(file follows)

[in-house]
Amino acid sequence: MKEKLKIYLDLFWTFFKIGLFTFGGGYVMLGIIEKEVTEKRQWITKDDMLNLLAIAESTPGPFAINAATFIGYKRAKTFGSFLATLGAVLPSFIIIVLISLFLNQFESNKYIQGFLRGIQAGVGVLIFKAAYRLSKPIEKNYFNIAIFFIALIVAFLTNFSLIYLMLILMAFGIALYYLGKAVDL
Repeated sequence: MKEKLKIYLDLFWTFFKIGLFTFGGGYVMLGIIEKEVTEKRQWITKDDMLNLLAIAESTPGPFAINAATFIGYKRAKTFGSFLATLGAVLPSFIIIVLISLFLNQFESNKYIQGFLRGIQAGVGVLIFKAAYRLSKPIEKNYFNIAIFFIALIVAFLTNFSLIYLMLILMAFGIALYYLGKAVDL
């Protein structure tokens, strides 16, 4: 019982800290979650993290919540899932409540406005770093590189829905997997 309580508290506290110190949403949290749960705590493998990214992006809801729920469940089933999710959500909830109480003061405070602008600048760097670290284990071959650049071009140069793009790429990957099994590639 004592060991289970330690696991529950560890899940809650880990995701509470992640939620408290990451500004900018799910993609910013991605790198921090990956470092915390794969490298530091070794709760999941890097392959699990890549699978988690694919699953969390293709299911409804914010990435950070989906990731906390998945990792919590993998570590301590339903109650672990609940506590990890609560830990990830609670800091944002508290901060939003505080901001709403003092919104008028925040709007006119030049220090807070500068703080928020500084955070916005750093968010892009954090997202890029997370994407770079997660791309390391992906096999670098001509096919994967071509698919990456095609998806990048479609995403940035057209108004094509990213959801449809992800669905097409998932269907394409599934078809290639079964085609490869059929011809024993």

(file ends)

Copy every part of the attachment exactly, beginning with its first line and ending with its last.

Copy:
[in-house]
Amino acid sequence: MKEKLKIYLDLFWTFFKIGLFTFGGGYVMLGIIEKEVTEKRQWITKDDMLNLLAIAESTPGPFAINAATFIGYKRAKTFGSFLATLGAVLPSFIIIVLISLFLNQFESNKYIQGFLRGIQAGVGVLIFKAAYRLSKPIEKNYFNIAIFFIALIVAFLTNFSLIYLMLILMAFGIALYYLGKAVDL
Repeated sequence: MKEKLKIYLDLFWTFFKIGLFTFGGGYVMLGIIEKEVTEKRQWITKDDMLNLLAIAESTPGPFAINAATFIGYKRAKTFGSFLATLGAVLPSFIIIVLISLFLNQFESNKYIQGFLRGIQAGVGVLIFKAAYRLSKPIEKNYFNIAIFFIALIVAFLTNFSLIYLMLILMAFGIALYYLGKAVDL
């Protein structure tokens, strides 16, 4: 019982800290979650993290919540899932409540406005770093590189829905997997 309580508290506290110190949403949290749960705590493998990214992006809801729920469940089933999710959500909830109480003061405070602008600048760097670290284990071959650049071009140069793009790429990957099994590639 004592060991289970330690696991529950560890899940809650880990995701509470992640939620408290990451500004900018799910993609910013991605790198921090990956470092915390794969490298530091070794709760999941890097392959699990890549699978988690694919699953969390293709299911409804914010990435950070989906990731906390998945990792919590993998570590301590339903109650672990609940506590990890609560830990990830609670800091944002508290901060939003505080901001709403003092919104008028925040709007006119030049220090807070500068703080928020500084955070916005750093968010892009954090997202890029997370994407770079997660791309390391992906096999670098001509096919994967071509698919990456095609998806990048479609995403940035057209108004094509990213959801449809992800669905097409998932269907394409599934078809290639079964085609490869059929011809024993």